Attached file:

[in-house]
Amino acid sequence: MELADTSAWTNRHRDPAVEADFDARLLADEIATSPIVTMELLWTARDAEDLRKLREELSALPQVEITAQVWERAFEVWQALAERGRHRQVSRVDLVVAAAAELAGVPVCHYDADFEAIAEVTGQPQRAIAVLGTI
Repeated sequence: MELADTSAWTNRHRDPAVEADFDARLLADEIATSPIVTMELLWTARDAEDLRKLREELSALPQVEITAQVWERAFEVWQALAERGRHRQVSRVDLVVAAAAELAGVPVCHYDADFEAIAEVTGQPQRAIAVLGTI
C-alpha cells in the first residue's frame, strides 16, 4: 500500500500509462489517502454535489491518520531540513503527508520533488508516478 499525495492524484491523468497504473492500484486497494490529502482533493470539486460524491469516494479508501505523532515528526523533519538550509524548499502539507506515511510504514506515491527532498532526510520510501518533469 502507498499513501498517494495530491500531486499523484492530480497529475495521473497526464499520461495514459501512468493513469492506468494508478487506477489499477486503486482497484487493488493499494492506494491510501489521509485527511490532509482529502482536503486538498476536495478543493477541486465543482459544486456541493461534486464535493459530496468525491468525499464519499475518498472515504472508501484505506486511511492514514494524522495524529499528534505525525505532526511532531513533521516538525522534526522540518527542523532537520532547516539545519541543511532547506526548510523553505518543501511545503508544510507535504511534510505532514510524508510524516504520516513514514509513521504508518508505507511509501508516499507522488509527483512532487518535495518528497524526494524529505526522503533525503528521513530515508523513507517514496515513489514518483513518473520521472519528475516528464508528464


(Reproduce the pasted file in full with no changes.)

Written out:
[in-house]
Amino acid sequence: MELADTSAWTNRHRDPAVEADFDARLLADEIATSPIVTMELLWTARDAEDLRKLREELSALPQVEITAQVWERAFEVWQALAERGRHRQVSRVDLVVAAAAELAGVPVCHYDADFEAIAEVTGQPQRAIAVLGTI
Repeated sequence: MELADTSAWTNRHRDPAVEADFDARLLADEIATSPIVTMELLWTARDAEDLRKLREELSALPQVEITAQVWERAFEVWQALAERGRHRQVSRVDLVVAAAAELAGVPVCHYDADFEAIAEVTGQPQRAIAVLGTI
C-alpha cells in the first residue's frame, strides 16, 4: 500500500500509462489517502454535489491518520531540513503527508520533488508516478 499525495492524484491523468497504473492500484486497494490529502482533493470539486460524491469516494479508501505523532515528526523533519538550509524548499502539507506515511510504514506515491527532498532526510520510501518533469 502507498499513501498517494495530491500531486499523484492530480497529475495521473497526464499520461495514459501512468493513469492506468494508478487506477489499477486503486482497484487493488493499494492506494491510501489521509485527511490532509482529502482536503486538498476536495478543493477541486465543482459544486456541493461534486464535493459530496468525491468525499464519499475518498472515504472508501484505506486511511492514514494524522495524529499528534505525525505532526511532531513533521516538525522534526522540518527542523532537520532547516539545519541543511532547506526548510523553505518543501511545503508544510507535504511534510505532514510524508510524516504520516513514514509513521504508518508505507511509501508516499507522488509527483512532487518535495518528497524526494524529505526522503533525503528521513530515508523513507517514496515513489514518483513518473520521472519528475516528464508528464